Zebrafish and Lionheart: A Perfect Match
Dr. Charles Hong, University of Maryland School of Medicine
Zebrafish are essential to Dr. Charles (Chaz) Hong’s laboratory at the University of Maryland School of Medicine. Here, these diminutive powerhouses of developmental biology research are used to characterize the chemical biology of vertebrate development, and to also discover novel chemical tools to selectively modulate embryonic development. As a matter of fact, the Hong Lab used zebrafish in their discovery of the world’s first bone morphogenetic protein (BMP) inhibitor, called dorsomorphin which was identified by its ability to make the body of the embryos shorter. Dr. Charles (Chuck) Williams, Assistant Professor of Medicine, who works with the Hong Lab, studies embryonic development in zebrafish using a forward chemical genetic approach. This entails identifying small molecule compounds that interact with proteins important in development. He discovers new biological insights based on how the interaction "breaks" the signals that drive zebrafish development.
At Dr. Williams’ original lab, volunteer high school students gathered basic phenotypic information during summer vacation. While this arrangement served to inspire the next generation of researchers, the students’ availability period was limited, and documentation of results widely varied from student to student. As the lab transitioned to a new institution, Dr. Williams wanted to migrate into a high content imaging system. “We wanted to look at more the whole embryo, phenotypes like neural crest migration and more subtle phenotypes and we wanted the information to be as uniform as possible,” Dr. Williams recalls.
Dr. Williams chose the Lionheart™ FX Automated Microscope as it offers a deep breadth of capabilities to match the varied assays performed in the laboratory, including time course analysis of zebrafish development, scratch and spheroid invasion assays to look at cancer motility, GPCR and calcium flux assays and more. “The Lionheart’s 1.25x magnification objective is perfect for zebrafish imaging because it perfectly captures the full field of a 96-well microplate, yet it provides enough depth of field that the entire embryo is in focus without having to z-stack images,” he explains. Once word spread about the Lionheart FX, other laboratories contacted the Hong Lab for help with assay development and pilot studies using high content imaging. Demand was so high that three months after the Lionheart FX was installed, the lab had to institute an online scheduling plan for those wanting to use the automated microscope, and they anticipate acquiring a second Lionheart FX in the future.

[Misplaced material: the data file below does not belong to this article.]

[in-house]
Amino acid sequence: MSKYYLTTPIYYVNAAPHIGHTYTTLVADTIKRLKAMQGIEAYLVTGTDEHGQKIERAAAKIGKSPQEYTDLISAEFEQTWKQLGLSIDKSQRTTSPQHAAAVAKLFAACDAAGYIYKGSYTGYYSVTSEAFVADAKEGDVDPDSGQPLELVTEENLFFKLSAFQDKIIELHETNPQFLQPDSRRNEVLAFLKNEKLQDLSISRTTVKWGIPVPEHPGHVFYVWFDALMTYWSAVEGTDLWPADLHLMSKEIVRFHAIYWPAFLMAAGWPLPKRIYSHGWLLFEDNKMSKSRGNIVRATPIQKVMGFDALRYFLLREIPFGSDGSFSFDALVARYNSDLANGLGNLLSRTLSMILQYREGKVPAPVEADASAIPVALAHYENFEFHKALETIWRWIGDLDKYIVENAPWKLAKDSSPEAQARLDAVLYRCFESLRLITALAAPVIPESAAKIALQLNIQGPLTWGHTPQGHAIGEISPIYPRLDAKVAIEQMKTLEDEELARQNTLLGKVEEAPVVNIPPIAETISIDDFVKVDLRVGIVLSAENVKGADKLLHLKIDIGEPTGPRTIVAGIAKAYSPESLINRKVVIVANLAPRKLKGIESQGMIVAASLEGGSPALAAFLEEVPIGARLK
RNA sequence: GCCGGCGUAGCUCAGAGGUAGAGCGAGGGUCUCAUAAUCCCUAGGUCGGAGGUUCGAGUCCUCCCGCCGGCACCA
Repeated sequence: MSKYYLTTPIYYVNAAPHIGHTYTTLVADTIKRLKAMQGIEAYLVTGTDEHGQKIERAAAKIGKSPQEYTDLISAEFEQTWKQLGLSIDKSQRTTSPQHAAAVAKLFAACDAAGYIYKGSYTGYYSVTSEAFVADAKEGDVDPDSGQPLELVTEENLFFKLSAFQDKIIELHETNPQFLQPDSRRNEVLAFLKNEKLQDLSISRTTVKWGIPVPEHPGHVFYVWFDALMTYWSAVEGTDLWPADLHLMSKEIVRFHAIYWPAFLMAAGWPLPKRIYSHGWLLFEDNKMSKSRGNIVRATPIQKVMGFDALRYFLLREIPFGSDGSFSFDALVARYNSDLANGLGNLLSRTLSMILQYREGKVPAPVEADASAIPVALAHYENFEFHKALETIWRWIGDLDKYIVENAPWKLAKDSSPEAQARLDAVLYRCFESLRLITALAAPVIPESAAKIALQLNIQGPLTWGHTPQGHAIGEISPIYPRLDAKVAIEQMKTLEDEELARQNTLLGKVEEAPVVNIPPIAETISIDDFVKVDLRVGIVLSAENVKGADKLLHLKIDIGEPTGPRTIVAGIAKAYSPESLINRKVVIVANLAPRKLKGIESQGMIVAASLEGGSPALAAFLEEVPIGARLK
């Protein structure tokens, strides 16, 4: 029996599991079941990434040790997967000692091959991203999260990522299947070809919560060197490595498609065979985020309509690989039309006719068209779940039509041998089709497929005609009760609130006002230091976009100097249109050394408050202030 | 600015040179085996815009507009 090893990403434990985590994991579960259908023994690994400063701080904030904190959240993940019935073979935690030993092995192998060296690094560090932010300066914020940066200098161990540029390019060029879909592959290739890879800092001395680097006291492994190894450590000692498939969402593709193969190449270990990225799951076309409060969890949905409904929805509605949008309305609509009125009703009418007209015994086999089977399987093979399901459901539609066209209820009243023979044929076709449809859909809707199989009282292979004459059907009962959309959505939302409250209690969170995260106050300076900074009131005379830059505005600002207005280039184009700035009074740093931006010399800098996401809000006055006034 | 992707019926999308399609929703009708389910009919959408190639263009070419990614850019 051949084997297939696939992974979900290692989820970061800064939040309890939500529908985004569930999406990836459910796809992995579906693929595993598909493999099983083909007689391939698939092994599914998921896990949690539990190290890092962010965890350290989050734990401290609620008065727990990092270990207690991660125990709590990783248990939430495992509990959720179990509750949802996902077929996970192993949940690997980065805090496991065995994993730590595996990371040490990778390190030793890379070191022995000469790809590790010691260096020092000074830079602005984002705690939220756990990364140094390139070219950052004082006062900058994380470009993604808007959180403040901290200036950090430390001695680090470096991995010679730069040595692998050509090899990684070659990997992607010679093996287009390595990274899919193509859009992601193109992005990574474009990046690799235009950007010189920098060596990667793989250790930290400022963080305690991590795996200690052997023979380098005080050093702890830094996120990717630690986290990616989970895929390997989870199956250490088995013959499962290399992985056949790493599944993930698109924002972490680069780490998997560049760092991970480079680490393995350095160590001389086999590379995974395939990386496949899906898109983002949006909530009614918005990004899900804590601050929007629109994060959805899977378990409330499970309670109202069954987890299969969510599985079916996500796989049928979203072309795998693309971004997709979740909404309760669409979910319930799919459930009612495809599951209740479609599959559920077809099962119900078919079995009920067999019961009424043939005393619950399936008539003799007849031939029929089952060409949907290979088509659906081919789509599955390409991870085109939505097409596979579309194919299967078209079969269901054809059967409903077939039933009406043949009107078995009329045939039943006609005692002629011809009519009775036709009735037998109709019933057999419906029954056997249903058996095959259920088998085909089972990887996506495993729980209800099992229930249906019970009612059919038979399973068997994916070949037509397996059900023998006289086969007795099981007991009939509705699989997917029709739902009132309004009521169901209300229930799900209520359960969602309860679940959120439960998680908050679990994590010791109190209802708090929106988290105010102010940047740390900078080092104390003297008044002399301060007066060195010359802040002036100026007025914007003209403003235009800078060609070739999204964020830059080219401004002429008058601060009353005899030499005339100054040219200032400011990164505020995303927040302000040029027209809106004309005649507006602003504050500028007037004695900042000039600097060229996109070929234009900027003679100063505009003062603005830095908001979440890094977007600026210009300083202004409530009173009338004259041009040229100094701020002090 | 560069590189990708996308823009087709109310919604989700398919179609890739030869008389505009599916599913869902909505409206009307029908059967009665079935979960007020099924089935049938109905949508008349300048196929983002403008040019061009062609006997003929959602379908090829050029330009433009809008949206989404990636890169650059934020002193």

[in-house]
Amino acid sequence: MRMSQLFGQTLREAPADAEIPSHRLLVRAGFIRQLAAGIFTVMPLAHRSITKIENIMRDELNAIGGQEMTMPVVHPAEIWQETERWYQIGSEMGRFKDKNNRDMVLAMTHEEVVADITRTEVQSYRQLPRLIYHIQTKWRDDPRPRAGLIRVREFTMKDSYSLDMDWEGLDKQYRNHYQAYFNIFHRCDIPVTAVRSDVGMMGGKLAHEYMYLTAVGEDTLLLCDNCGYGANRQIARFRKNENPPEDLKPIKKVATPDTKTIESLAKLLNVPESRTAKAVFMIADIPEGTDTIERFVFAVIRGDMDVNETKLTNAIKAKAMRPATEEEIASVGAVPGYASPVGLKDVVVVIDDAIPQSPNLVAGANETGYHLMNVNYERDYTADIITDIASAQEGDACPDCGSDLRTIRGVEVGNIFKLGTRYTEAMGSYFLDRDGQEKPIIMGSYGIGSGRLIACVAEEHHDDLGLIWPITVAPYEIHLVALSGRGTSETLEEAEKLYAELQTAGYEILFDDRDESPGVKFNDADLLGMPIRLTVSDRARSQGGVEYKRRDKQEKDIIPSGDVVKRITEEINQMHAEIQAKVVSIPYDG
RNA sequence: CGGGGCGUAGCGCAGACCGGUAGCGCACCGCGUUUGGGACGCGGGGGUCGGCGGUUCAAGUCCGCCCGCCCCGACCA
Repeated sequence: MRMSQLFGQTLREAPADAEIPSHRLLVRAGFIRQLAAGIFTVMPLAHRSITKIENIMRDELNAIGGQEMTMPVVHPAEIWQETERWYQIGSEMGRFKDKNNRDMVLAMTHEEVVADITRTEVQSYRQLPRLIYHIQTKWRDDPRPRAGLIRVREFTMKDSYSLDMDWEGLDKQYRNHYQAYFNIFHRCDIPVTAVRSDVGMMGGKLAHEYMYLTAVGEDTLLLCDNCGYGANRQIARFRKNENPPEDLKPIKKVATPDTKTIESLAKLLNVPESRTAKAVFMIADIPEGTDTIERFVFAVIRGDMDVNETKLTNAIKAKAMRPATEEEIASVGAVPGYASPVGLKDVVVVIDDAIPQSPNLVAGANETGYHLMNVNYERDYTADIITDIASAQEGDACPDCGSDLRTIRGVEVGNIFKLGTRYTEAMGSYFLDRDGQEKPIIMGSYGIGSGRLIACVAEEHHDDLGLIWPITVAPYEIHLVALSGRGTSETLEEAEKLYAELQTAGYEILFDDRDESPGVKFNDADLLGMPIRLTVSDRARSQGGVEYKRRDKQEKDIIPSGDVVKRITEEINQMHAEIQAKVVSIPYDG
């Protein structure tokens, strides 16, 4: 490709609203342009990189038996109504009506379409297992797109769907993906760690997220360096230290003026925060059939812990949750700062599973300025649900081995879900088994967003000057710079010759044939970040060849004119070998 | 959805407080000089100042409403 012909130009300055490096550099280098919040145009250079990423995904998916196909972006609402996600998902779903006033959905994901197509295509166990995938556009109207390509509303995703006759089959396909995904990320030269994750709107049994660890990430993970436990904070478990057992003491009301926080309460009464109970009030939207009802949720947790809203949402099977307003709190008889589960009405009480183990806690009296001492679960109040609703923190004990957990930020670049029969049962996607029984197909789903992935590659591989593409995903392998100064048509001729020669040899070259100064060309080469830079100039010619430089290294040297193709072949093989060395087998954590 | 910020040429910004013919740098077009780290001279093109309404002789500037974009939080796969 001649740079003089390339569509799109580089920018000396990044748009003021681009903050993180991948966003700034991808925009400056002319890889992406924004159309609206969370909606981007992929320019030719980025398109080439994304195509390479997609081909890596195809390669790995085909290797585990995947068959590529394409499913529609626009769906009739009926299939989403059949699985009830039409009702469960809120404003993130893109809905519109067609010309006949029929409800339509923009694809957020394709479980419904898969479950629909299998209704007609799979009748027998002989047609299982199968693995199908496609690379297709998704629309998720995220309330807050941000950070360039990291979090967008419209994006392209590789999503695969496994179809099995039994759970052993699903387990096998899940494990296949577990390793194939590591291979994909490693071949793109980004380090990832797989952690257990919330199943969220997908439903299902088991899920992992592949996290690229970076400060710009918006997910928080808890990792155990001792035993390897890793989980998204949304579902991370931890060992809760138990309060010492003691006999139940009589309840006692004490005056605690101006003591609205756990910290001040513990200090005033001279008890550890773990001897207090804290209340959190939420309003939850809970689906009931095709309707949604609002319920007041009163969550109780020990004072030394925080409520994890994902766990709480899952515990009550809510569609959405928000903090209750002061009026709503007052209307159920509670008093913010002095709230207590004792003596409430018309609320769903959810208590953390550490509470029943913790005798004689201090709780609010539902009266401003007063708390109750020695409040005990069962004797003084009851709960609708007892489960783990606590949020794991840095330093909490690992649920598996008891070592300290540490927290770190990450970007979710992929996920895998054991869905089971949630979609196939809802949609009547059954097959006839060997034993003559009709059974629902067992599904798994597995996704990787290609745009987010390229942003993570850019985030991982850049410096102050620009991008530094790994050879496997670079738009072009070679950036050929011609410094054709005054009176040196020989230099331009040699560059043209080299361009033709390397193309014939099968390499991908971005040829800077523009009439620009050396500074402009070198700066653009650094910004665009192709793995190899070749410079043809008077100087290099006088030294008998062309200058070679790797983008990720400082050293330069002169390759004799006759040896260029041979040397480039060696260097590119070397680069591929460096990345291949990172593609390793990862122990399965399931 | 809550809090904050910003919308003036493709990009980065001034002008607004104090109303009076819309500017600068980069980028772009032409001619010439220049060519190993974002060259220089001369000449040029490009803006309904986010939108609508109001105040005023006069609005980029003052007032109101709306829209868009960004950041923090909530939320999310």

User feedback awards high marks for ease of use, and Dr. Williams comments that users of any skill level can easily build out an assay with defined parameters to obtain high quality data. Even in the case of a new collaborator working with suboptimal fluorophores, Lionheart FX was able to provide the preliminary data needed for the collaborator to obtain a grant. The lab is developing an algorithm that utilizes convolutional neural networks in artificial intelligence to discern between a normal and abnormal embryo, and to also automatically sub-classify the abnormality to completely eliminate observer bias. Dr. Williams mentions that the zebrafish community is a tight group, and their collaborators have all fallen in love with Lionheart FX, adding, “it’s hard to enumerate all the benefits; it’s just a workhorse that fulfills our needs perfectly.”
Zebrafish Tg(Fli:EGFP;her4:RFP) image, taken with the Lionheart FX
To learn more about the Hong Lab at the University of Maryland School of Medicine, visit their web site.
Thanks to Dr. Charles Williams for sharing his BioTek experience.